Mar
14
2013

While it has long been known that small dogs often have longer lifespans than large dogs, researchers in Germany are taking a closer look at why that is.

Their recently published study in the journal American Naturalist concludes that large dogs age faster than smaller dogs and therefore die younger, LiveScience reported.

According to Cornelia Kraus, an evolutionary biologist at the University of Gottingen in Germany, their study of data from more than 56,000 dogs including 74 different breeds showed that dogs lose about one month of life expectancy for each increase of 4.4 pounds (2.2 kg).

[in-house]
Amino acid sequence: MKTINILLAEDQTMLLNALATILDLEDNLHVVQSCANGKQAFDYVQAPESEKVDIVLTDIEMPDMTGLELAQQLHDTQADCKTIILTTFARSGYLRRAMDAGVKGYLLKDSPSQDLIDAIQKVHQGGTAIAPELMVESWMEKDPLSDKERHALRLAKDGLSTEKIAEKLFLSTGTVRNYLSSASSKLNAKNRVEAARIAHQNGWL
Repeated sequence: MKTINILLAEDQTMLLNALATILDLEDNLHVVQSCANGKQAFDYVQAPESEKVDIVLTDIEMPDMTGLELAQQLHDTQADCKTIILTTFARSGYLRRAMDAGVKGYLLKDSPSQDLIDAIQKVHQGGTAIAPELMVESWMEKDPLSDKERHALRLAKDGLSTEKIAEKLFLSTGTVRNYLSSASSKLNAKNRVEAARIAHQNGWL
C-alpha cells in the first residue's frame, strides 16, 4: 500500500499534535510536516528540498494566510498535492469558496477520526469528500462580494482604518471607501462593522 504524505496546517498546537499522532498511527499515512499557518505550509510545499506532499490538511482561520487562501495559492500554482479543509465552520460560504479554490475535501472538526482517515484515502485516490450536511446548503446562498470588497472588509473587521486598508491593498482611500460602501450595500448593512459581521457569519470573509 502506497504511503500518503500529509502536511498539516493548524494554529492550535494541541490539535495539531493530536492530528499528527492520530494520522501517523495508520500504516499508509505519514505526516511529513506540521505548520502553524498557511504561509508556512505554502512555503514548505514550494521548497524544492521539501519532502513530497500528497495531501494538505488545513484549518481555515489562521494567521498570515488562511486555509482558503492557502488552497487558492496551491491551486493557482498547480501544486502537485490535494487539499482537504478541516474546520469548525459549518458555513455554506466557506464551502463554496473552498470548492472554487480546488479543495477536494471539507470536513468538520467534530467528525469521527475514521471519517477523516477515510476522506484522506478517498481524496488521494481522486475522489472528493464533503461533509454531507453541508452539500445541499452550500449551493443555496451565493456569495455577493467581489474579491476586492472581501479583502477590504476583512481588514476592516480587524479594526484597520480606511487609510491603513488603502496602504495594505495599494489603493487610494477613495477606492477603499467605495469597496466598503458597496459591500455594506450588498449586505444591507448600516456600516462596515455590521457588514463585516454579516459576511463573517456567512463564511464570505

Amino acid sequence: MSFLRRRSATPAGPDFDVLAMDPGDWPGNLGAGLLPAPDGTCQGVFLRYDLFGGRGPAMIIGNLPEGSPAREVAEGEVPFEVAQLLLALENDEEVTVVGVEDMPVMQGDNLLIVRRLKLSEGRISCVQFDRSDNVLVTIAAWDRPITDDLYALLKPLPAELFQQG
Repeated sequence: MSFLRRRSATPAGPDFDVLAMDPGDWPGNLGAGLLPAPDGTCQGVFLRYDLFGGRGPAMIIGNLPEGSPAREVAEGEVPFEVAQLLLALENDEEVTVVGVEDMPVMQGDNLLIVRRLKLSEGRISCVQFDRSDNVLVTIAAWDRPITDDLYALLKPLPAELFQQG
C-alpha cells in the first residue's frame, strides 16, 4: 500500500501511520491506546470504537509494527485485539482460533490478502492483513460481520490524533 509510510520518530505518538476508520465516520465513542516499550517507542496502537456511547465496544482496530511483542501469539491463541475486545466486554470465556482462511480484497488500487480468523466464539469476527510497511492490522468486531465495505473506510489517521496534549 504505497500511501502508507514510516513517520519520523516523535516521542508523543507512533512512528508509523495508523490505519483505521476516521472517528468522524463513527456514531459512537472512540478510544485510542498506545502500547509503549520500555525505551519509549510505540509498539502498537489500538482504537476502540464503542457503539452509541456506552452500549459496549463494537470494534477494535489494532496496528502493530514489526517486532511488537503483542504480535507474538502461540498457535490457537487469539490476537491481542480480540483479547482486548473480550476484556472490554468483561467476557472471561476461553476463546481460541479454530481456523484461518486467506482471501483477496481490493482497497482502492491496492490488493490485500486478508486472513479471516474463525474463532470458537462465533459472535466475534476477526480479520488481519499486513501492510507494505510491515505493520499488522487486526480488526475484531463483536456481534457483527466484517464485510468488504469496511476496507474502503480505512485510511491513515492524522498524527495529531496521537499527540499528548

"Their lives seem to unwind in fast motion," she told LiveScience.

The disparity in lifespan length is especially evident in two dog breeds mentioned in the LiveScience article: Great Danes and toy poodles. According to the article, a 155-pound Great Dane typically will live up to around seven years, while a 9-pound toy poodle can live up to around 14 years.

Krause indicated that their study will be a jumping-off point for further research to learn which causes of death are most prevalent in large dog breeds. One example that Kraus mentioned is cancer, which she said is believed to cause more deaths among larger dogs.

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